For 31 years, Rob Drugan (MPsych’81; PhD’84) has taught a course on behavioral medicine at Brown University and the University of New Hampshire. Last year, he decided to take his course — which focuses on the benefits of exercise — to the streets. He took a year of unpaid leave and, with his wife Connie Eppich (Psych’80), set out to cycle the continental U.S. starting in June 2019. They rode counterclockwise around most of the country, 9,560 miles in 285 days, until the COVID-19 pandemic halted their trip in Florida.
What was your inspiration for an around the country bicycle trip?
Before we met Connie had gone on an eight-week, 3000 mile solo trip from Boulder to San Francisco through the Canadian Rockies. This has been a dream of ours for so many years that neither of us can remember where it came from. It just seemed like a good idea, spending the summer bicycling across the northern U.S., the fall down the west coast, winter across the south and spring heading north along the Atlantic coast as it warmed up
Have you always been an avid cyclist?
Connie has been bicycling all her life. I have been a runner and took up bicycling after we met. We've gone on numerous shorter tours (one to two weeks) throughout our marriage.
How did you train for the trip?
Not as much as we had hoped, given a wet spring in New Hampshire where we live. We went on a number of 30 to 50 mile rides, some with the gear we'd be carrying.
What was the hardest stretch of cycling?
The second week riding through west Texas with few places to stop, barren scenery and lots of trash and dead animals on the side of the road.
Can you explain what WarmShowers.org is, and how was your experience?
Warm Showers is a worldwide organization of bicycling tourists and people who enjoy hosting them. It's sort of like couch surfing but is only available to bicyclists. No money exchanges hands. We met countless generous and fascinating people who often treated us like royalty, often cooking dinner and breakfast for us, offering beer and wine and use of laundry facilities. Perhaps more importantly than the free lodging was the opportunity to have an insider's glimpse into what excited people about the places where they lived.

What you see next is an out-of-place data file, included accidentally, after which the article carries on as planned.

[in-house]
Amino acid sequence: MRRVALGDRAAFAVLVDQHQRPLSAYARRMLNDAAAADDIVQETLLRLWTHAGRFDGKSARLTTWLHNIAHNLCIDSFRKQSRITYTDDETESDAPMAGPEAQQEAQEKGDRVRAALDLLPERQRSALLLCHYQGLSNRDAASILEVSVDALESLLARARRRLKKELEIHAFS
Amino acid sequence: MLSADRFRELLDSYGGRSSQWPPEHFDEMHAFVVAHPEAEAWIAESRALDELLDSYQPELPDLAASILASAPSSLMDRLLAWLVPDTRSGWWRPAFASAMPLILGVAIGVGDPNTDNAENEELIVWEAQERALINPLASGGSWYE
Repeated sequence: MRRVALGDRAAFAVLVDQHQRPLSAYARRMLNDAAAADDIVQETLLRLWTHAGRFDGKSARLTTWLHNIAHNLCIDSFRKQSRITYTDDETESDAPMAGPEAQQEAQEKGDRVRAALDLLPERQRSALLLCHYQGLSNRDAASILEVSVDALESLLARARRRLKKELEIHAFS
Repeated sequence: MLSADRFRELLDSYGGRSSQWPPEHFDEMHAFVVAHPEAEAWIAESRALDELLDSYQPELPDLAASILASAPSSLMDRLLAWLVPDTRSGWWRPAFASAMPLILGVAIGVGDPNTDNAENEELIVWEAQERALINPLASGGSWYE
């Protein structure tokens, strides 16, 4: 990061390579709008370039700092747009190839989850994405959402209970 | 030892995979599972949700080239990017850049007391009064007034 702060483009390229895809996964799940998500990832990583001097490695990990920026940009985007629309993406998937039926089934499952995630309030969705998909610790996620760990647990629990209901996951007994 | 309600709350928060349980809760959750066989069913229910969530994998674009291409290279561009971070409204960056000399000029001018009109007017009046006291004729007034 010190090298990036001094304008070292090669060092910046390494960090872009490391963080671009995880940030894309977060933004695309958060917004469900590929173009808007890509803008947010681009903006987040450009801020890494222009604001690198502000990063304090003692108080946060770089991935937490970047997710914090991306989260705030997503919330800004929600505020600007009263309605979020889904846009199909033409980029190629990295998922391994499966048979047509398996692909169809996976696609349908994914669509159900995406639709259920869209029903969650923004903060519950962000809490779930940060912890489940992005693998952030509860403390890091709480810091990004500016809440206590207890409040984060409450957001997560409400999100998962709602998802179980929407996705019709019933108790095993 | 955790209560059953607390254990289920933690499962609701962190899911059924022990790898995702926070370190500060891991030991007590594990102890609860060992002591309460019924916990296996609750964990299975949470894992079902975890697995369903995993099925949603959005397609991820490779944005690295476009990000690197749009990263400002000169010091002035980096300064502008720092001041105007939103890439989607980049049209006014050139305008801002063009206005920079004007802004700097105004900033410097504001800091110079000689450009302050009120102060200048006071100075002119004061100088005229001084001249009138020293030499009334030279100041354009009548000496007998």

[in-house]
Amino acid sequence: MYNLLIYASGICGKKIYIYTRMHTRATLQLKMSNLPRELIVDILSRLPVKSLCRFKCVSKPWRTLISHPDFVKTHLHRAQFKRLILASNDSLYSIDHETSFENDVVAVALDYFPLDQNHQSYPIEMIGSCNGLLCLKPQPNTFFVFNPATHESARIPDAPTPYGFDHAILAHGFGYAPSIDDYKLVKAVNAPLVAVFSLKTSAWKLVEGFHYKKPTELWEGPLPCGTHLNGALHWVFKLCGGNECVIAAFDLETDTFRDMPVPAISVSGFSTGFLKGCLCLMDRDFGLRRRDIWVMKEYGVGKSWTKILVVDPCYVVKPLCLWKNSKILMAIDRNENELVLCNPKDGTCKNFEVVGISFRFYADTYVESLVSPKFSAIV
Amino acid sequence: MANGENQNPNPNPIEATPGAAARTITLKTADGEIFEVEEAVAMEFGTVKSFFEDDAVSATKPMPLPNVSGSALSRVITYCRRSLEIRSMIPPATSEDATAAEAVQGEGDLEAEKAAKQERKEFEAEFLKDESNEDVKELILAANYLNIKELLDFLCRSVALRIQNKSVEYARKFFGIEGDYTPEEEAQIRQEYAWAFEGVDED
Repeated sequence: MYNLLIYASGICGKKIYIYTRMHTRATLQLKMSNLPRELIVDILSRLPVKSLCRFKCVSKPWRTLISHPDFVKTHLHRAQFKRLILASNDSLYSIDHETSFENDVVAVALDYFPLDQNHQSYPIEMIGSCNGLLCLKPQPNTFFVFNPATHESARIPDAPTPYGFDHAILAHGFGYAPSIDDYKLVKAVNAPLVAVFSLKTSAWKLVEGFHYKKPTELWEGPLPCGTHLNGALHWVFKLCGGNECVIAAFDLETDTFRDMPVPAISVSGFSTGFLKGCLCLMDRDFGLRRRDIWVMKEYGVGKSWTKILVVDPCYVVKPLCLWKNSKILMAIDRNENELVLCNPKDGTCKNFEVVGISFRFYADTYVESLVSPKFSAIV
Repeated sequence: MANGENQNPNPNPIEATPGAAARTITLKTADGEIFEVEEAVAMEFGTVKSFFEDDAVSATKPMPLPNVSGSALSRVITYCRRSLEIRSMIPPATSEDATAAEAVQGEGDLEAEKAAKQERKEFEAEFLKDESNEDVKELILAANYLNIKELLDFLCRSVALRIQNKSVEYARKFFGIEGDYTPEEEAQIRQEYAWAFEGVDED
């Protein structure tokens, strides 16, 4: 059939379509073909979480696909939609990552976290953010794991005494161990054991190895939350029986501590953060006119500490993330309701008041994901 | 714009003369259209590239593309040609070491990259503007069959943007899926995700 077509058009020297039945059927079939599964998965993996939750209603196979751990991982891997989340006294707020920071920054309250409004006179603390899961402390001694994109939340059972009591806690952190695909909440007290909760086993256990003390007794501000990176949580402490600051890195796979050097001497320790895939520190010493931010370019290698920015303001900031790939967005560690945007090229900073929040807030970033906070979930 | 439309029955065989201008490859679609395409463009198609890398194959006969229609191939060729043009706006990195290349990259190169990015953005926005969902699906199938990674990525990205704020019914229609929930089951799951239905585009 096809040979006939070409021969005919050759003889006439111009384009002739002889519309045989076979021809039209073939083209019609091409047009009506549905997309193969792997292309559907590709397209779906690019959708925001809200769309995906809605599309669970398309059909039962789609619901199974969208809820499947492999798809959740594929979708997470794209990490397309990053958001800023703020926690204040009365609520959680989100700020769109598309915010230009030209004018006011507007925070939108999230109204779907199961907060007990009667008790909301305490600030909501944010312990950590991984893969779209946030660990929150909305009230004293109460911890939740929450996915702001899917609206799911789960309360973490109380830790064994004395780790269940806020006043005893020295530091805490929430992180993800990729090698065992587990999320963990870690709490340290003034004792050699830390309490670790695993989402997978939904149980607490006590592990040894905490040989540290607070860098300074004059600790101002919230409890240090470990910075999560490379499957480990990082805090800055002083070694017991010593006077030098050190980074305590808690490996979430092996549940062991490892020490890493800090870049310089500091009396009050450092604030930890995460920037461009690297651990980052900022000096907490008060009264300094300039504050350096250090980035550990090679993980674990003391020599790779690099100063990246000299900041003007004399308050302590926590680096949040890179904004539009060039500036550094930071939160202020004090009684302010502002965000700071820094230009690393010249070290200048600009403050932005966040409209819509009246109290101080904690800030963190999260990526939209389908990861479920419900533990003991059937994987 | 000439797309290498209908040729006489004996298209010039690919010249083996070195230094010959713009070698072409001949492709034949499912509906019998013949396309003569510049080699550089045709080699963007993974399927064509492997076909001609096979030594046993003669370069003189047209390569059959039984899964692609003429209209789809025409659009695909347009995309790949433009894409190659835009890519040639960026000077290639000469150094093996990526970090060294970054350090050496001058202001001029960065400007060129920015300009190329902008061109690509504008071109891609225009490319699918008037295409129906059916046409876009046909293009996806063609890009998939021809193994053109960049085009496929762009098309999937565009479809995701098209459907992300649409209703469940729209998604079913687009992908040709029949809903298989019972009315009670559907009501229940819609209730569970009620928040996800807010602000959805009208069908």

What was your favorite stop?
Christmas in Tucson. We spent a week staying with three different couples through Warm Showers. One of our hosts took us on a hike Christmas morning, and a bike ride up Mt. Lemon the day after. We spent time exploring the many murals in the city and bicycling through East Sonoran National Park.
What was the prettiest view during your trip?
The Oregon and Northern California coasts with so many incredible views of rocky cliffs and sea stacks.
Lastly, what were your biggest obstacles?
Headwinds, the invisible foe. With a mountain pass or long hill, you could at least celebrate getting to the top and enjoy the descent. Headwinds offered no relief and no end, just creative profanity.
Condensed and edited.
Photo courtesy Rob Drugan